Benue was a difficult place. I was posted to Government Secondary School, Mbaduku, Vandeikya Local Government. There was blackout for eight/nine months. I was determined to finish my Yoruba prose work and other literary works, but the erratic power supply truncated my dream. However, the first month in Mbaduku was profound. In spite of the obvious challenges, I slept on a mat for a month. I wrote some of my poems when night beckoned. The empty house at the façade of our house symbolized many things to me. I used to charge my phone at a nearby shop. I also heard about deaths in Benue: a teacher died the first week I resumed to the school; one of my students died too; we heard news about deaths in town. Coffins are more popular in Benue. I saw coffins everyday: coffins at carpenters’ shops, coffins at backseats of cars, coffins everywhere. Every week was a feast of funeral. The strange thing was the rate at which young people died. It shocked me. People would dance at funerals, eat akpu, and leave for their homes. Man, I began to dare death in Benue.

What do you feel when writing a poem?I mean, many of your poems come with a melancholic presence. Is this only about your writing, or a projection of your temperaments?
Think anger. Think fear. Think emotion. Think love. Think war. I feel the world gathering in a poem. I like to touch every part of the world. I feel light and darkness. I feel hope and losses. I feel ache and laughter. I feel bliss and war. I feel everything I want to write is going to reflect people’s thoughts and transform them.
I feel there is a need to say that there is an urgent need for the proper documentation of stories that invoke and evoke, that incite and instigate, that dim the bright light of humanity and trouble our hearts. In Nigeria, apart from the socio-political quagmire that continues to mock our collective struggle, it is pertinent to state that the hapless masses occupying Internally Displaced People (IDP) camps are among those who, like us, never prayed to be victims of war. Unfortunately, there was war, and there is still war, perpetuated by those who find bliss in shedding blood and wrecking our country. My poems emanate from these occurrences. My poems capture the events in a way that would make people reflect and ponder, and even offer lasting solutions to the diverse problems that affect the growth of humanity. They have nothing to do with my temperaments.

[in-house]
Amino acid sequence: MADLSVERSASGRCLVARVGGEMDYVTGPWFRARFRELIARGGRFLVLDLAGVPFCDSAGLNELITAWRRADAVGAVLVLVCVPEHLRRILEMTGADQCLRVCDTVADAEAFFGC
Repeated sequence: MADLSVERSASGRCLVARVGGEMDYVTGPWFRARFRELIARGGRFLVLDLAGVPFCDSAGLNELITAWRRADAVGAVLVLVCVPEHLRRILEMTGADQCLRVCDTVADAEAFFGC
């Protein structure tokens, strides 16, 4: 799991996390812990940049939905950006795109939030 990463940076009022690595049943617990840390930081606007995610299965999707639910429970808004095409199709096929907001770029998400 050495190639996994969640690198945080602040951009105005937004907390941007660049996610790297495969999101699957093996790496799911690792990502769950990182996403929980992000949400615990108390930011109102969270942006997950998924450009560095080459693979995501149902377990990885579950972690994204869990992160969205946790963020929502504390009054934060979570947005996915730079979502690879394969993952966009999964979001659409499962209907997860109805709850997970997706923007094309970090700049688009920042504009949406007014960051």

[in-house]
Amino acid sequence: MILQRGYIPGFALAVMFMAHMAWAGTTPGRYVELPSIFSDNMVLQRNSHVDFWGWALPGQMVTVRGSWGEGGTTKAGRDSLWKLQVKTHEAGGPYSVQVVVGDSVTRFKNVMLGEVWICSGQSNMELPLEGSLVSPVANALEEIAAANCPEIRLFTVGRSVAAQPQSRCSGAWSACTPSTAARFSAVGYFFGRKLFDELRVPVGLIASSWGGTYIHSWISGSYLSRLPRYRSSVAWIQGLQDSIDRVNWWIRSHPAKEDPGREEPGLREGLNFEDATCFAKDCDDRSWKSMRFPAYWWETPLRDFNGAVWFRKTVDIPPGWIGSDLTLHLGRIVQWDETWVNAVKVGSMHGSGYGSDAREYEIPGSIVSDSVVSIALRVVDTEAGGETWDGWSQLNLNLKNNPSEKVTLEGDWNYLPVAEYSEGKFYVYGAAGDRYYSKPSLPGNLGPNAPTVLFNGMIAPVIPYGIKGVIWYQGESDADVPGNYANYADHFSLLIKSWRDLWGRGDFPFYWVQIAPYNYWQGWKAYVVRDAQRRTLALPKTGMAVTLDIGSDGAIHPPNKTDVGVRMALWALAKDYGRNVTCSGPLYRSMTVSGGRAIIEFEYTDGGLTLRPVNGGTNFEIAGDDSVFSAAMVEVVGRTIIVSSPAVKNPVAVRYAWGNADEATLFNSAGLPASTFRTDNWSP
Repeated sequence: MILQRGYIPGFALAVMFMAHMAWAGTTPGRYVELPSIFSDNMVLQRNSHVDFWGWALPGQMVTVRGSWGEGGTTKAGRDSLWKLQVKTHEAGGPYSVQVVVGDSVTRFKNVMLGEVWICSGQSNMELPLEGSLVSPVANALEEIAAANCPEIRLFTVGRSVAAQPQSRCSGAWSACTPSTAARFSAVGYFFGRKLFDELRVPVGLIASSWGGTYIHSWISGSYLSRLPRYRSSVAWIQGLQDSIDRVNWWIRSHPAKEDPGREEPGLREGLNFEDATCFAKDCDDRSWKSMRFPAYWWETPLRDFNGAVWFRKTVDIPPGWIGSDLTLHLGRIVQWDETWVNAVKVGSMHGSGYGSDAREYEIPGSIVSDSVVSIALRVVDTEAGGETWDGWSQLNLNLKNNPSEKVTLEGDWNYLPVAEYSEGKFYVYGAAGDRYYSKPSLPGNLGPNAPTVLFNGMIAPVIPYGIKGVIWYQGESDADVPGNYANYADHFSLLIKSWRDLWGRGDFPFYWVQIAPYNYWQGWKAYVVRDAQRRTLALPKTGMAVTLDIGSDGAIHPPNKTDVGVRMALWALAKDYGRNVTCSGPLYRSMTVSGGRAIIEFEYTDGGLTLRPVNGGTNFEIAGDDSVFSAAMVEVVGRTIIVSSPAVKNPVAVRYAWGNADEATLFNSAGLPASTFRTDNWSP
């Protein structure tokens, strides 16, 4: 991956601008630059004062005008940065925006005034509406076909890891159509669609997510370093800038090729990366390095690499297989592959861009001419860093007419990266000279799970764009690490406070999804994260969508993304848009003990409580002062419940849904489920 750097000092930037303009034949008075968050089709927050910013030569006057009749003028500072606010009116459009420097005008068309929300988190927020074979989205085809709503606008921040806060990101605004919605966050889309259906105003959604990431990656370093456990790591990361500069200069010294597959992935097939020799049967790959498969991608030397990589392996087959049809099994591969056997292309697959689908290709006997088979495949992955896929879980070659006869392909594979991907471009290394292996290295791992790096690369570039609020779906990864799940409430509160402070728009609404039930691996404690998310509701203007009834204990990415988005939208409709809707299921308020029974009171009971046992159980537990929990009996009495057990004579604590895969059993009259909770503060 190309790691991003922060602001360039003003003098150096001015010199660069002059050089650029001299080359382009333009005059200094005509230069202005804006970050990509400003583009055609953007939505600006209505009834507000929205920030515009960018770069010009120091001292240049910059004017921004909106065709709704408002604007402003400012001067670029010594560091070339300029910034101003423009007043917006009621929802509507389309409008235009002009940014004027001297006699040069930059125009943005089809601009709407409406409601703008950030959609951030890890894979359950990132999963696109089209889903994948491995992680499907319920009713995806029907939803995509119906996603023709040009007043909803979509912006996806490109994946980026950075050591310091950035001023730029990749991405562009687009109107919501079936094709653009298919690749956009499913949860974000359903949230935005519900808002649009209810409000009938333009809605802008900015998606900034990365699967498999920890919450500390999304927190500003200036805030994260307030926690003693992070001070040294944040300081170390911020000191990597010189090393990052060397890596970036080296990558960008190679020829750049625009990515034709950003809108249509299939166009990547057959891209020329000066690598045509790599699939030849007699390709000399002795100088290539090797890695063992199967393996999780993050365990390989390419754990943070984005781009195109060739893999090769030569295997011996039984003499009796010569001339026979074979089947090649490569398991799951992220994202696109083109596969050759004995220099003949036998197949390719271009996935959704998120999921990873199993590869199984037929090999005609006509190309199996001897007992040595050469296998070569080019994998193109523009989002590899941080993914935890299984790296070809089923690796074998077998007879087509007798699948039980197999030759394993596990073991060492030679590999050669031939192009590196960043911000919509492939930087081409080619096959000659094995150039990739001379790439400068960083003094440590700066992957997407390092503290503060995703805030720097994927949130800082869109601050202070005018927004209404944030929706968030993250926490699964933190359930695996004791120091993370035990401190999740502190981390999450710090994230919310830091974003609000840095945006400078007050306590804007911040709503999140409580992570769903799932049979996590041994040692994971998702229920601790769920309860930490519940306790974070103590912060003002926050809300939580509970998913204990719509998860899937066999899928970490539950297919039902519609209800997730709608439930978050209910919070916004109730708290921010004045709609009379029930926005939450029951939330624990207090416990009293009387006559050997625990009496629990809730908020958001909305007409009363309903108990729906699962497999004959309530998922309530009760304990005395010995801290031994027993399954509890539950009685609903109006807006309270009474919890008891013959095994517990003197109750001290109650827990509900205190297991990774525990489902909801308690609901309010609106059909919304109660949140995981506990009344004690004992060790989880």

Do you see yourself branching into other genres of literature and art forms?
I write prose. I am also working on a memoir. I like pictures. Sometimes I draw with my eyes before I write. These things have helped me in understanding the world better.

You write in both English and Yoruba. Which of the two do you prefer to write in?
I prefer writing in both languages. Both capture my mind and the stories that gather in my head every day. However, Yoruba language paints deeper than English language. It may be because Yoruba is my first language. There are some stories that are more beautiful when written in Yoruba. Some expressions dazzle more when written in Yoruba.

What frightens you about poetry?
The pity it exudes when something tragic happens, the emotion that erupts when we read it, the fact that it opens doors for us to explore the beauty and shock that populates it. Defining poetry, Emily Dickinson says: “If I read a book and it makes my whole body so cold no fire can warm me I know that is poetry. If I feel physically as if the top of my head were taken off, I know that is poetry”. Emily’s definition captures my phobia. Poetry tends to rattle one’s wholeness. It voyages one to another realm of existence. It is magical and transformative.

What five poetry books do you return to again and again?
Jumoke Verissimo’s I am memory, Tarfia Faizulla’s Seam, Laura M Kaminski’s Dance Here, Danusha Lameris’s The Moons of August, and Peter Akinlabi’s Iconography.